I have seen Why can the Discrete Fourier Transform be implemented efficiently as a quantum circuit?. This is not a duplicate.

I am familiar with the decomposition of the QFT from Nielsen&Chuang and Preskill's notes, and it requires to be able to perform n-different control phase gates. If we only allow the smallest control-phase, we can still implement all the other ones as powers but we now need to use it exponentially many times. It seems that the speedup of the quantum fourier transform is based on allowing a particularly nice (albeit reasonable) gate set.

Did I miss anything? Is there a way to decompose that circuit efficiently into a standard gate set (e.g. CNOT, H, P, and Paulis)?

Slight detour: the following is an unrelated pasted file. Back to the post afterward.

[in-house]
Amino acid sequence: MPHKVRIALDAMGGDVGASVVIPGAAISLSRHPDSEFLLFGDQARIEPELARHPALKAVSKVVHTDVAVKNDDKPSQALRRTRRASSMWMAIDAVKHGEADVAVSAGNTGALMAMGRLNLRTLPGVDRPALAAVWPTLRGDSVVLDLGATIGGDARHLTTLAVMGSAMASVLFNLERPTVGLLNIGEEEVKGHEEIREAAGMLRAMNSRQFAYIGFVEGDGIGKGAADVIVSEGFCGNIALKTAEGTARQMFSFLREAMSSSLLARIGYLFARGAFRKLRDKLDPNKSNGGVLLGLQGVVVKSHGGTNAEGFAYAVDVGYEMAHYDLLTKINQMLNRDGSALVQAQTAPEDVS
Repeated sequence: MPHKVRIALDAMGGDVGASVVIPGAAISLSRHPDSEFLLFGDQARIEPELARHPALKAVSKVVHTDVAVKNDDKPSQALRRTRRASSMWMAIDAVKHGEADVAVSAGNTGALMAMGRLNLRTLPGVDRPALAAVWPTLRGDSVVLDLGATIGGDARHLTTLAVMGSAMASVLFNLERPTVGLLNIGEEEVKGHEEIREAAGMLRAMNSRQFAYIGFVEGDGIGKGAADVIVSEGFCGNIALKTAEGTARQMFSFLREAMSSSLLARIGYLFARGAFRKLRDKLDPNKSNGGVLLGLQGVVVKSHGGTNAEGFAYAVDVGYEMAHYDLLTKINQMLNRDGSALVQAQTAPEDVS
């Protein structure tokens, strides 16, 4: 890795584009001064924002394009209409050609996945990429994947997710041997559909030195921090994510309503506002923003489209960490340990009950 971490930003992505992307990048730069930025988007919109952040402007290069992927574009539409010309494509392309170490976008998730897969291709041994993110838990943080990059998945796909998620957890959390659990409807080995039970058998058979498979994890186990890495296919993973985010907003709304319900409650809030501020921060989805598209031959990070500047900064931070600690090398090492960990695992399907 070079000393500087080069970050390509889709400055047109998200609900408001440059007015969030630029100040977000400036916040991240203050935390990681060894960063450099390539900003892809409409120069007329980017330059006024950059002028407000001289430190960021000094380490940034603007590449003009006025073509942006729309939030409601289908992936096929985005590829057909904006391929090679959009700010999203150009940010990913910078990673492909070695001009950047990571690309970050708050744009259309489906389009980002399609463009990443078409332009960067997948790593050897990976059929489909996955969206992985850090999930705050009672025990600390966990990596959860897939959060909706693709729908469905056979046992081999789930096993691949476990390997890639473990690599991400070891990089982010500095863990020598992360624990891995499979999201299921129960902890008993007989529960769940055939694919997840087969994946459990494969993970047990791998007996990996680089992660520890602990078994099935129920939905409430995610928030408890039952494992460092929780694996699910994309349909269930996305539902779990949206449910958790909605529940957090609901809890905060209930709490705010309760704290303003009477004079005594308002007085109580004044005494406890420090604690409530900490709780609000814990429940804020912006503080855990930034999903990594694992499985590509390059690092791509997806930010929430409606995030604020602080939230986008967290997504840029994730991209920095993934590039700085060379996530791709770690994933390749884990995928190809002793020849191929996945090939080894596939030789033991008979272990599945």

1 Answer 1


Talking about efficiency here isn't exactly a fair question: as you change n, the number of qubits in the Fourier transfer, you're changing the gate that you're talking about using (because the smallest phase will be something like controlled-$Z(\pi/2^n)$). After all, if I can do controlled-$Z$ when I have two qubits, why would I suddenly lose the ability to do controlled-$Z$ (and only be able to do controlled-$\sqrt{Z}$) when I have 3 qubits?

If you use a fixed gate set rather than changing it with $n$, then whichever phase you happen to use is only a finite overhead to convert back into the standard controlled-phase, and so the whole circuit remains efficient.

  • $\begingroup$ thanks, I guess arxiv.org/abs/quant-ph/0303063 is part of what I was missing $\endgroup$ Jun 17, 2019 at 10:57

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